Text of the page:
You can then use standard Eclipse debugging capabilities. Please see Eclipse Debugging for details.

6. Client and Server Communication (RPC)

6.1. Overview

GWT provides its own remote procedure calls (RPC's) which allow the GWT client to call server-side methods. The implementation of GWT RPC is based on the servlet technology. GWT allows Java objects to be sent directly between the client and the server; which are automatically serialized by the framework. With GWT RPC the communication is almost transparent for the GWT client and always asynchronous so that the client does not block during the communication.

The server-side servlet is usually referred to as a "service" and the remote procedure call is referred to as "invoking a service." These object can then be used on the client (UI) side.

To create a GWT service you need to define the following:

  • An interface which extends RemoteService that lists the service methods.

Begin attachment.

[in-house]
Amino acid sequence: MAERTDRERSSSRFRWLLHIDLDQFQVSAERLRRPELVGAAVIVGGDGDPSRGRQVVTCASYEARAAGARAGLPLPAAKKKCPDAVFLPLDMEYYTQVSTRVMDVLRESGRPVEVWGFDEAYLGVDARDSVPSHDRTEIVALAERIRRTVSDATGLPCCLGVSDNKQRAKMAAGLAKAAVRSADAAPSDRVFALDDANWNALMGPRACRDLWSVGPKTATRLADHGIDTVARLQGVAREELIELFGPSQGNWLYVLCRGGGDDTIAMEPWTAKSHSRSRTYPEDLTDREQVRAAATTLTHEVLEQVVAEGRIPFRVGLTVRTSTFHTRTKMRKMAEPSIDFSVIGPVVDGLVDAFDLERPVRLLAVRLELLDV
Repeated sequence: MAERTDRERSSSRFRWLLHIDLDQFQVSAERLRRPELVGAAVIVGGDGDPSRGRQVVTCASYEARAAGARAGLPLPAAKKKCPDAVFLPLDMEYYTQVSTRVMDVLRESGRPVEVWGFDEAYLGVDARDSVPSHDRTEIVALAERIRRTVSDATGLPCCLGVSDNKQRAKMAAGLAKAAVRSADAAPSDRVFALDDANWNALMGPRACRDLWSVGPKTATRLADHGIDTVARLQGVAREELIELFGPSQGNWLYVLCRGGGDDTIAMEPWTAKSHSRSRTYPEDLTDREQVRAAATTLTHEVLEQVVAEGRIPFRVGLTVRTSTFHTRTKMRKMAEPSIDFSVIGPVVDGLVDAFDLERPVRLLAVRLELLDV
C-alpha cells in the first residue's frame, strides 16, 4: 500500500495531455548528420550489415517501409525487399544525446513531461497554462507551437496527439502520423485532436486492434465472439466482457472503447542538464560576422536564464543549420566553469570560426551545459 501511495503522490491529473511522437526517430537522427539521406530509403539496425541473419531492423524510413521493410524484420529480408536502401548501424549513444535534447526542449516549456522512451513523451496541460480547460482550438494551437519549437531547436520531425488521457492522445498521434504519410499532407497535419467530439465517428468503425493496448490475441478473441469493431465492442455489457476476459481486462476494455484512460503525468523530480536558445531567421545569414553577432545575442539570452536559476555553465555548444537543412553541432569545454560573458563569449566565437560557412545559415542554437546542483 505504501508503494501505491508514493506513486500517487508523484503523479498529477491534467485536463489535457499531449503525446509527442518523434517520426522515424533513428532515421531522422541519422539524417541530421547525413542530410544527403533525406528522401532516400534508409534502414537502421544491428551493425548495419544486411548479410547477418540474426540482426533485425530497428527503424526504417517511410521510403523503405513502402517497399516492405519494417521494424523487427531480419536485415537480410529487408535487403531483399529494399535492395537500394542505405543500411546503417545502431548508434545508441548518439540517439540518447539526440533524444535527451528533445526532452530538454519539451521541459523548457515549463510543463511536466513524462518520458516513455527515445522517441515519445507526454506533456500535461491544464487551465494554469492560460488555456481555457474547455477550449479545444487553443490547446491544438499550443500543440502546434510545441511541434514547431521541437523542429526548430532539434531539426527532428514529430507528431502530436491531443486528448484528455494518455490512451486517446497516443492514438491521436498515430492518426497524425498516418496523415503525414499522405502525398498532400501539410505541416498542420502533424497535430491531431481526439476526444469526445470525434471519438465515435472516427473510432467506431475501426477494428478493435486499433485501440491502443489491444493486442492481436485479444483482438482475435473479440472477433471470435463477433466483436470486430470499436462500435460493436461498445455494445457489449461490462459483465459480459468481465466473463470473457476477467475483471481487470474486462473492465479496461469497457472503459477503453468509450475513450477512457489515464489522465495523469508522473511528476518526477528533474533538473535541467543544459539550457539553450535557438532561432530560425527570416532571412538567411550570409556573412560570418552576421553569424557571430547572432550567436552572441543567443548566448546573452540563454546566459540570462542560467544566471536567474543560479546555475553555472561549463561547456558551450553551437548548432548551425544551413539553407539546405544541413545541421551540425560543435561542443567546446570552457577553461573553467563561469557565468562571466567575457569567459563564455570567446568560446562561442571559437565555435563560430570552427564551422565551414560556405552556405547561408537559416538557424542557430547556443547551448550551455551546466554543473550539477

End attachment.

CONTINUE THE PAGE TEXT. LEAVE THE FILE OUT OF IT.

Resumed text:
• An implementation - implements the interface and extends the RemoteServiceServlet.

  • Define an asynchronous interface to your service which will be used in the client code

6.2. Create project and domain model

Create a GWT project "de.vogella.gwt.helloserver" with the package "de.vogella.gwt.helloserver". Create the following class which represents the data model . This class implements "Serializable" because GWT requires that all classes that are involved in a server and client communication have to implement the interface "Serializable".

package de.vogella.gwt.helloserver.client.model;

import java.io.Serializable;

public class MyUser implements Serializable {
  private static final long serialVersionUID = 1L;

  private String id;
  private String username;
  private String numberOfHits;

  public String getId() {
    return id;
  }

  public void setId(String id) {
    this.id = id;
  }

  public String getUsername() {
    return username;
  }

  public void setUsername(String username) {
    this.username = username;
  }

  
/** * @return the numberOfHits */
public String getNumberOfHits() { return numberOfHits; }
/** * @param numberOfHits * the numberOfHits to set */
public void setNumberOfHits(String numberOfHits) { this.numberOfHits = numberOfHits; } // }